I dare you to be a poet. All of you. And I mean a true poet, one who can pick a lock, one who can lift a shadow off a sidewalk and see what lies beneath that shadow and sing whatever is discovered lurking there into being. I want us all to become the kind of poet who wanders the streets, eyes aflame, voice stinking of yesterday and tomorrow, grabbing wedding guests by their collars and kissing them with none too subtle truths. I want to experience the hard-core poetic truth of living pressed against my lips. And I promise not to blink, but to carry such a truth unto others, and press my none to innocent lips against theirs until they too know this truth with their bodies and souls. A revolution in words.
(Years ago I assigned Werner Herzog’s A Guide to the Perplexed. The next week, every one of my students came back to class ready to discuss Herzog’s book. I asked my students if they had actually read A Guide to the Perplexed. They said, “yes,” and they claimed to be eager to discuss it, not use Herzog’s idea, not put them into motion, not act with them. They asked me what sections of the book would be on the final exam. I was never so disappointed by human beings in my life. I told them, gently, that they had all failed in the reading of Herzog’s book.) Read More
Art is not a comforting experience. Artists are not here to distract us. Art should terrify us. Art frightens me. Art threatens my identity. The other day I mailed a copy of my new novel to Bill Vollmann. The postal agent asked: “Is there anything inside this package that is liquid, fragile, perishable, or potentially hazardous?” I replied: “No, it is not fragile (I’m from Pittsburgh), no, it is not liquid, and I certainly hope it is not perishable, but yes, it is potentially hazardous; at least, I hope it is.” Read More
If anyone builds a wall to stop you from dreaming, or if someone nails a glass ceiling down over your dreams, trying to suffocate your desires, I hope that your mother and I, and the education you are actively pursuing, have given you the fortitude to fight back for the right to have your own desires. Tear down any wall built by fearful boys. Break any glass ceilings put in your way by insecure boys. Read More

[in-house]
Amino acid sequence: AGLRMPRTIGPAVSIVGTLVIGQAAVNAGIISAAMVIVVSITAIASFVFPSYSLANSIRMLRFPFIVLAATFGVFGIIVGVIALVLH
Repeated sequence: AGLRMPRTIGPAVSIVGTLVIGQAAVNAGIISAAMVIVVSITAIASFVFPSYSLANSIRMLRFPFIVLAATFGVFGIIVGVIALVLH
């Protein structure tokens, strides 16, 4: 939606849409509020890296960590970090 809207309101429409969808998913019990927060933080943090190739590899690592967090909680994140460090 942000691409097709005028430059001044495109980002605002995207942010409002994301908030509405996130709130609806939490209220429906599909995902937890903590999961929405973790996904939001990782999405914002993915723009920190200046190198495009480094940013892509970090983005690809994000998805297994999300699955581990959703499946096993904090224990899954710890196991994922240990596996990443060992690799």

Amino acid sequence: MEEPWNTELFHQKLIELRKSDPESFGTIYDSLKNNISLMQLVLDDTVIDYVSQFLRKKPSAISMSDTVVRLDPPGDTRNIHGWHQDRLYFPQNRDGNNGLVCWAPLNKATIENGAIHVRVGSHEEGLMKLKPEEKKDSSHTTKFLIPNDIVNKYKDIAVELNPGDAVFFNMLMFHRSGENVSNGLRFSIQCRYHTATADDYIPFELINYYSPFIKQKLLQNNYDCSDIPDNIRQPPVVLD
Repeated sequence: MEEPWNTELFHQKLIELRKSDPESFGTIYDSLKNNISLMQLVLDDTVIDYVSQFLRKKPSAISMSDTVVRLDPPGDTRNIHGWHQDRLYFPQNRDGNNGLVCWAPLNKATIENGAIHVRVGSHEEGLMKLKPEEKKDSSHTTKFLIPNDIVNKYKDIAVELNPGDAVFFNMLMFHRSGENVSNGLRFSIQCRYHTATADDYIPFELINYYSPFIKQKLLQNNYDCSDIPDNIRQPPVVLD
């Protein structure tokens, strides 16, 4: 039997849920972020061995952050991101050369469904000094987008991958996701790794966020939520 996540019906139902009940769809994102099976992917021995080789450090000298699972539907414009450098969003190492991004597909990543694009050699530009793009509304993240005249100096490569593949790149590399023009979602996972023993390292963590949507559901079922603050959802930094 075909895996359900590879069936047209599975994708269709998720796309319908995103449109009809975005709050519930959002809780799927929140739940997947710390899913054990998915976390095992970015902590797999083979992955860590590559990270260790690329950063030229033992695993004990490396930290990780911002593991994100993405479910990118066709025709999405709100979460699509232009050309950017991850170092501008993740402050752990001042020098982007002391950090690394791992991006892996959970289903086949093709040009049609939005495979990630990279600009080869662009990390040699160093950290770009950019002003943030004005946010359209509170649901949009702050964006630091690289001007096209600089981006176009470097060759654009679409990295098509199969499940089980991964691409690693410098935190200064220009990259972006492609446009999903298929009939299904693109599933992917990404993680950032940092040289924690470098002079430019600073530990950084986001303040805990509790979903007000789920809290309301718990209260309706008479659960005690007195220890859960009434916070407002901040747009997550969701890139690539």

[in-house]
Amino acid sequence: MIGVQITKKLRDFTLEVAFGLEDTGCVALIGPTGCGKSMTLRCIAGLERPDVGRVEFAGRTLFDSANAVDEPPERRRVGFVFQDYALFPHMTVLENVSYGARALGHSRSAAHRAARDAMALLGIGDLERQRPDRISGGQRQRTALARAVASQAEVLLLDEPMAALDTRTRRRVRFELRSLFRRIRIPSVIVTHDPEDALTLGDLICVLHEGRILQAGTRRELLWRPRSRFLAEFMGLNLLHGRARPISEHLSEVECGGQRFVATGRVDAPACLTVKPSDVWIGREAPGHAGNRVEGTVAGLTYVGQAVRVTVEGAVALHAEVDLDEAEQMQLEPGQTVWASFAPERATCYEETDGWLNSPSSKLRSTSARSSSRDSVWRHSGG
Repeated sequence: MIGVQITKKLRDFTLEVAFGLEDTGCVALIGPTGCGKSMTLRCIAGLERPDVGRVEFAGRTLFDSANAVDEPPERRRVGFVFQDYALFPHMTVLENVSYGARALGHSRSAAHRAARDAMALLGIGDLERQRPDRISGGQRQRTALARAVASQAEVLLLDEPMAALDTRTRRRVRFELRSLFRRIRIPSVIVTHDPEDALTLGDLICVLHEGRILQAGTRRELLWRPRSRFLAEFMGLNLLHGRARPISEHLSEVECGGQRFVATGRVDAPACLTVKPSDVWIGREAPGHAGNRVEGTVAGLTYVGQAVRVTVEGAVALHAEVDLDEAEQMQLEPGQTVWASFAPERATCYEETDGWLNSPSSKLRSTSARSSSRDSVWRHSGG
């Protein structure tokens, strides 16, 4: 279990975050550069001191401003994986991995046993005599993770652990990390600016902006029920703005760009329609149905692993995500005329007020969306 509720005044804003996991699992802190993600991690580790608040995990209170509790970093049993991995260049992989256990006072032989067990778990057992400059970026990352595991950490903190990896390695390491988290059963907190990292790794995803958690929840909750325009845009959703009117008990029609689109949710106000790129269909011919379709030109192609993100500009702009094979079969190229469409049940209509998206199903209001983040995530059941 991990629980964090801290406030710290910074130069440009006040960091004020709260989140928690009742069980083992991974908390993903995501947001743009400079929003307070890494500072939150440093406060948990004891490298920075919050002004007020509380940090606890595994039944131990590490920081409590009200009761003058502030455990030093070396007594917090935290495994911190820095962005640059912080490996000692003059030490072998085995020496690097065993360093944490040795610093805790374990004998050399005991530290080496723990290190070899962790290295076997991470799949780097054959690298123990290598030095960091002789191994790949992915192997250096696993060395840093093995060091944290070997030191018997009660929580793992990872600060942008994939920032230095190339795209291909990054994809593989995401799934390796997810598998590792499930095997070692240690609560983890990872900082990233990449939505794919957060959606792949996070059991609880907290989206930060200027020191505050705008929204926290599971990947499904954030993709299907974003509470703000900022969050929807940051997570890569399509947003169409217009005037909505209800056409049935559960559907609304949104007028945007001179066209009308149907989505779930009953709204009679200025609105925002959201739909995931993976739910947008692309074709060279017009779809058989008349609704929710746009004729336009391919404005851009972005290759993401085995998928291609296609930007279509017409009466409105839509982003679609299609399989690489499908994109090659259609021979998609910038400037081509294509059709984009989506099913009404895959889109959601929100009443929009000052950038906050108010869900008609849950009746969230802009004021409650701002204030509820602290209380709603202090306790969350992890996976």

And even though I am not running for President, I think all of us should contemplate what our first 100 days in office would be like, what we would focus on accomplishing. If all of us devoted time in our daily lives to reflecting on what we truly value, and then devoted time to discovering ways to bring those values into the world, then perhaps we will no longer need politicians. Instead of politicians promising hope and change, or promising to make America great again, or promising that we will be stronger together, imagine if we respected ourselves deeply enough to be able to respect those around us (especially those who are different than us). Imagine if we were so comfortable in our own skin that other people in their own skins were not threatening to us. In fact, instead of feeling uncomfortable or threatened by those who are different than us, imagine becoming curious of difference? (I know you think I am going to bring Jacques Derrida into this. But I am not going to do that. I am speaking of difference, not differance, or am I?) Read More
There is an election next week. The election will place in power the newest president of the United States of America. So I will leave you with discarded parables I found in the Mission District the other morning.
Bugs go Ka-choo. It happens. There is even a carefully written, witty memoir of such a bug going Ka-choo, and of all that happened because the bug’s gentle and accidental ka-choo. This book is important because the bug takes responsibility for setting in motion a series of events, even though the bug did not intend to create such a series of events. Still, this bug never positions itself as a victim. It takes ownership of its ka-choo. Such a stance is heroic. We need more heroes like this bug. (We do not need more heroes who need wars to become heroes. Mel Gibson knows what I am talking about, and the philosopher Tina Turner knows this in an even more profound way.) Read More
If ever there existed an in-between world, a land not answerable to our laws of gravity and movement, my daughters inhabit it every time they see me once again for the very first time. Frozen by this neither here nor there moment, they linger with breath held. They wait just as they had been waiting before my arrival for my return. They know not to trust me. They know that even though I have just returned yet once again to Pittsburgh from California that in a week or so I will return to California away from Pittsburgh. The sole purpose for this arrival, of my stepping off the plane, is to make possible another departure. One evening while we are playing outside in my sister’s yard, an airplane flies overhead. Quentin will say, “I hate airplanes.” So my daughters cannot move when they first see me. Will not budge an inch. Not until they find enough courage to release themselves. Read More